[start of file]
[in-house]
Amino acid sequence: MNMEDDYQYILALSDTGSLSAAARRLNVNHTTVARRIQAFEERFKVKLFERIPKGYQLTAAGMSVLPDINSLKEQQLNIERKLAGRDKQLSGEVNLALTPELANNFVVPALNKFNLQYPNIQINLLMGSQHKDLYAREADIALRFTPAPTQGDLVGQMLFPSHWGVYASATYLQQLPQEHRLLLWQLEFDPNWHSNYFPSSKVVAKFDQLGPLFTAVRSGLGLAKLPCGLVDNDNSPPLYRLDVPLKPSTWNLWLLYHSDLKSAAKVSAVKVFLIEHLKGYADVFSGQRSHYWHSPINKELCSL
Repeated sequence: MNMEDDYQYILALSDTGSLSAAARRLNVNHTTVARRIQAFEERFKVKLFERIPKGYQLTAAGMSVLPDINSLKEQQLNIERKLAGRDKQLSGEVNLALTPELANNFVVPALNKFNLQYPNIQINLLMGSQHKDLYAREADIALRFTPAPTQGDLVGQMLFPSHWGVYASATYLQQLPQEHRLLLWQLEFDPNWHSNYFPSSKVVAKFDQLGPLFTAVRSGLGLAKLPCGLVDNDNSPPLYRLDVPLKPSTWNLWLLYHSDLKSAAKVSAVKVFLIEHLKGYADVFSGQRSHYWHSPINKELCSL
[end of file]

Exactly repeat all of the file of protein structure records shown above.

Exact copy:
[in-house]
Amino acid sequence: MNMEDDYQYILALSDTGSLSAAARRLNVNHTTVARRIQAFEERFKVKLFERIPKGYQLTAAGMSVLPDINSLKEQQLNIERKLAGRDKQLSGEVNLALTPELANNFVVPALNKFNLQYPNIQINLLMGSQHKDLYAREADIALRFTPAPTQGDLVGQMLFPSHWGVYASATYLQQLPQEHRLLLWQLEFDPNWHSNYFPSSKVVAKFDQLGPLFTAVRSGLGLAKLPCGLVDNDNSPPLYRLDVPLKPSTWNLWLLYHSDLKSAAKVSAVKVFLIEHLKGYADVFSGQRSHYWHSPINKELCSL
Repeated sequence: MNMEDDYQYILALSDTGSLSAAARRLNVNHTTVARRIQAFEERFKVKLFERIPKGYQLTAAGMSVLPDINSLKEQQLNIERKLAGRDKQLSGEVNLALTPELANNFVVPALNKFNLQYPNIQINLLMGSQHKDLYAREADIALRFTPAPTQGDLVGQMLFPSHWGVYASATYLQQLPQEHRLLLWQLEFDPNWHSNYFPSSKVVAKFDQLGPLFTAVRSGLGLAKLPCGLVDNDNSPPLYRLDVPLKPSTWNLWLLYHSDLKSAAKVSAVKVFLIEHLKGYADVFSGQRSHYWHSPINKELCSL